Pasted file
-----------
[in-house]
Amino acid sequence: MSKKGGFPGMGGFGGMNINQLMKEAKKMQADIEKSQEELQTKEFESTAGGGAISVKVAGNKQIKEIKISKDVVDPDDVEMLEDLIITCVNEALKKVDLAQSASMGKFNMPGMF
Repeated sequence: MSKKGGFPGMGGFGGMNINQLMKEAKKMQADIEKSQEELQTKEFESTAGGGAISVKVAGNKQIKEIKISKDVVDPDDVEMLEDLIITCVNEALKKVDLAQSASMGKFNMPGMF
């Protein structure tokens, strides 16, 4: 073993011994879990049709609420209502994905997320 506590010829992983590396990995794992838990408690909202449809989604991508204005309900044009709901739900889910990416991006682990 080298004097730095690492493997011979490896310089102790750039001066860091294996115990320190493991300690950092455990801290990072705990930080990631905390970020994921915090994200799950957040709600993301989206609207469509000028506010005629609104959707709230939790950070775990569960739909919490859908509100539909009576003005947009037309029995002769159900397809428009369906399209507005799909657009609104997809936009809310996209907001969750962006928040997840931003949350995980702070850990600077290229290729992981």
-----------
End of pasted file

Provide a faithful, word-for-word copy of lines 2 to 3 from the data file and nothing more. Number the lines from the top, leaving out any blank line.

Amino acid sequence: MSKKGGFPGMGGFGGMNINQLMKEAKKMQADIEKSQEELQTKEFESTAGGGAISVKVAGNKQIKEIKISKDVVDPDDVEMLEDLIITCVNEALKKVDLAQSASMGKFNMPGMF
Repeated sequence: MSKKGGFPGMGGFGGMNINQLMKEAKKMQADIEKSQEELQTKEFESTAGGGAISVKVAGNKQIKEIKISKDVVDPDDVEMLEDLIITCVNEALKKVDLAQSASMGKFNMPGMF